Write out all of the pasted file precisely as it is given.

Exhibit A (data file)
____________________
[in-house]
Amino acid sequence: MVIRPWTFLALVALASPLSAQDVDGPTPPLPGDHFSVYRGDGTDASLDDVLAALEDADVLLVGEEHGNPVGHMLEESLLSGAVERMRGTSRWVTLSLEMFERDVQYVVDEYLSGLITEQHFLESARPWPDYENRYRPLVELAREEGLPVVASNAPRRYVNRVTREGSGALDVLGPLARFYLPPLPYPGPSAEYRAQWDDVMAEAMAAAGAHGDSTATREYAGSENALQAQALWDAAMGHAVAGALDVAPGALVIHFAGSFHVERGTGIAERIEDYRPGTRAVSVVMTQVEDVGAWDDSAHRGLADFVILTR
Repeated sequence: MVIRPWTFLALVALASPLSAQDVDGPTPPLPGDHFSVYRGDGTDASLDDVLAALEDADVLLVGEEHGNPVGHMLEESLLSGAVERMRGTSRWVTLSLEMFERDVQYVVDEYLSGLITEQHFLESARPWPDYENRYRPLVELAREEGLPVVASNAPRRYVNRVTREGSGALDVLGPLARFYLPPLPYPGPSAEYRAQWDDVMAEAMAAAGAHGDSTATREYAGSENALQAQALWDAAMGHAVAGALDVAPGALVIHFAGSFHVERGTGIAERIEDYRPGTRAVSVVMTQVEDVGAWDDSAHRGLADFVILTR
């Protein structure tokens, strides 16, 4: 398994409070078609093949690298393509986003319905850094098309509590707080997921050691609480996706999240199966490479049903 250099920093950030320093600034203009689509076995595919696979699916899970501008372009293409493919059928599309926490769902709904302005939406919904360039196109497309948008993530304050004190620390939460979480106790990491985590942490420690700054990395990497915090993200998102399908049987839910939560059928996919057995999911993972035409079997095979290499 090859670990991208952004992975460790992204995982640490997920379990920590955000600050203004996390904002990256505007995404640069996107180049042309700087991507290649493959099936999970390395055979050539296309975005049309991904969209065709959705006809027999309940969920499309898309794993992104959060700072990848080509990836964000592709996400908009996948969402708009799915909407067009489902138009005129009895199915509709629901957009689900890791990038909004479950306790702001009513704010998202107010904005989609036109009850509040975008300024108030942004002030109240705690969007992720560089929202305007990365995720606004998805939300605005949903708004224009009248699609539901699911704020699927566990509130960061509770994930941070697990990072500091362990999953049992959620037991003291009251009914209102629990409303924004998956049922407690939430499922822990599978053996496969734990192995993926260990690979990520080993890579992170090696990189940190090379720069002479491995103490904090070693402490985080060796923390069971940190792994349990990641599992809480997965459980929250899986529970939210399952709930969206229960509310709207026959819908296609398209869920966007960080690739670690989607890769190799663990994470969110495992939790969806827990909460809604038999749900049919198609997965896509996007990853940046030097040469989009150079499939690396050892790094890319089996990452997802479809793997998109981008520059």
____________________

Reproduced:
[in-house]
Amino acid sequence: MVIRPWTFLALVALASPLSAQDVDGPTPPLPGDHFSVYRGDGTDASLDDVLAALEDADVLLVGEEHGNPVGHMLEESLLSGAVERMRGTSRWVTLSLEMFERDVQYVVDEYLSGLITEQHFLESARPWPDYENRYRPLVELAREEGLPVVASNAPRRYVNRVTREGSGALDVLGPLARFYLPPLPYPGPSAEYRAQWDDVMAEAMAAAGAHGDSTATREYAGSENALQAQALWDAAMGHAVAGALDVAPGALVIHFAGSFHVERGTGIAERIEDYRPGTRAVSVVMTQVEDVGAWDDSAHRGLADFVILTR
Repeated sequence: MVIRPWTFLALVALASPLSAQDVDGPTPPLPGDHFSVYRGDGTDASLDDVLAALEDADVLLVGEEHGNPVGHMLEESLLSGAVERMRGTSRWVTLSLEMFERDVQYVVDEYLSGLITEQHFLESARPWPDYENRYRPLVELAREEGLPVVASNAPRRYVNRVTREGSGALDVLGPLARFYLPPLPYPGPSAEYRAQWDDVMAEAMAAAGAHGDSTATREYAGSENALQAQALWDAAMGHAVAGALDVAPGALVIHFAGSFHVERGTGIAERIEDYRPGTRAVSVVMTQVEDVGAWDDSAHRGLADFVILTR
């Protein structure tokens, strides 16, 4: 398994409070078609093949690298393509986003319905850094098309509590707080997921050691609480996706999240199966490479049903 250099920093950030320093600034203009689509076995595919696979699916899970501008372009293409493919059928599309926490769902709904302005939406919904360039196109497309948008993530304050004190620390939460979480106790990491985590942490420690700054990395990497915090993200998102399908049987839910939560059928996919057995999911993972035409079997095979290499 090859670990991208952004992975460790992204995982640490997920379990920590955000600050203004996390904002990256505007995404640069996107180049042309700087991507290649493959099936999970390395055979050539296309975005049309991904969209065709959705006809027999309940969920499309898309794993992104959060700072990848080509990836964000592709996400908009996948969402708009799915909407067009489902138009005129009895199915509709629901957009689900890791990038909004479950306790702001009513704010998202107010904005989609036109009850509040975008300024108030942004002030109240705690969007992720560089929202305007990365995720606004998805939300605005949903708004224009009248699609539901699911704020699927566990509130960061509770994930941070697990990072500091362990999953049992959620037991003291009251009914209102629990409303924004998956049922407690939430499922822990599978053996496969734990192995993926260990690979990520080993890579992170090696990189940190090379720069002479491995103490904090070693402490985080060796923390069971940190792994349990990641599992809480997965459980929250899986529970939210399952709930969206229960509310709207026959819908296609398209869920966007960080690739670690989607890769190799663990994470969110495992939790969806827990909460809604038999749900049919198609997965896509996007990853940046030097040469989009150079499939690396050892790094890319089996990452997802479809793997998109981008520059």